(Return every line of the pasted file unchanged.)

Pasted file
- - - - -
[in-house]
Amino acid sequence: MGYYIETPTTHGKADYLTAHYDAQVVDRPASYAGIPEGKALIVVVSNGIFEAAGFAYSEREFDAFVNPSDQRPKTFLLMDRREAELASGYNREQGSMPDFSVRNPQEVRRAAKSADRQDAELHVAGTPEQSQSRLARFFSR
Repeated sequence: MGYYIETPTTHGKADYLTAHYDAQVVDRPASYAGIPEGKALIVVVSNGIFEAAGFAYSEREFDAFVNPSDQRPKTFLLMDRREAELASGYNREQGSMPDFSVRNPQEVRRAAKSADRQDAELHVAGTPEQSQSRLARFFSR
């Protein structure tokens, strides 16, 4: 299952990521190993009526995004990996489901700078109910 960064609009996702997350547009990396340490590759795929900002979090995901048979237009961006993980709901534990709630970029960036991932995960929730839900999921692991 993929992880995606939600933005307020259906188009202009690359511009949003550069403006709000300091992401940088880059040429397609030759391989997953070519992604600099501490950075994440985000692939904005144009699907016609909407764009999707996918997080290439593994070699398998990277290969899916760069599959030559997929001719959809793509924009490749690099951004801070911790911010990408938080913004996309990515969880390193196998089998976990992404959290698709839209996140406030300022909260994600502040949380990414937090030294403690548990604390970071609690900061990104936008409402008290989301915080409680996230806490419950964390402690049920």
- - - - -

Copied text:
[in-house]
Amino acid sequence: MGYYIETPTTHGKADYLTAHYDAQVVDRPASYAGIPEGKALIVVVSNGIFEAAGFAYSEREFDAFVNPSDQRPKTFLLMDRREAELASGYNREQGSMPDFSVRNPQEVRRAAKSADRQDAELHVAGTPEQSQSRLARFFSR
Repeated sequence: MGYYIETPTTHGKADYLTAHYDAQVVDRPASYAGIPEGKALIVVVSNGIFEAAGFAYSEREFDAFVNPSDQRPKTFLLMDRREAELASGYNREQGSMPDFSVRNPQEVRRAAKSADRQDAELHVAGTPEQSQSRLARFFSR
């Protein structure tokens, strides 16, 4: 299952990521190993009526995004990996489901700078109910 960064609009996702997350547009990396340490590759795929900002979090995901048979237009961006993980709901534990709630970029960036991932995960929730839900999921692991 993929992880995606939600933005307020259906188009202009690359511009949003550069403006709000300091992401940088880059040429397609030759391989997953070519992604600099501490950075994440985000692939904005144009699907016609909407764009999707996918997080290439593994070699398998990277290969899916760069599959030559997929001719959809793509924009490749690099951004801070911790911010990408938080913004996309990515969880390193196998089998976990992404959290698709839209996140406030300022909260994600502040949380990414937090030294403690548990604390970071609690900061990104936008409402008290989301915080409680996230806490419950964390402690049920």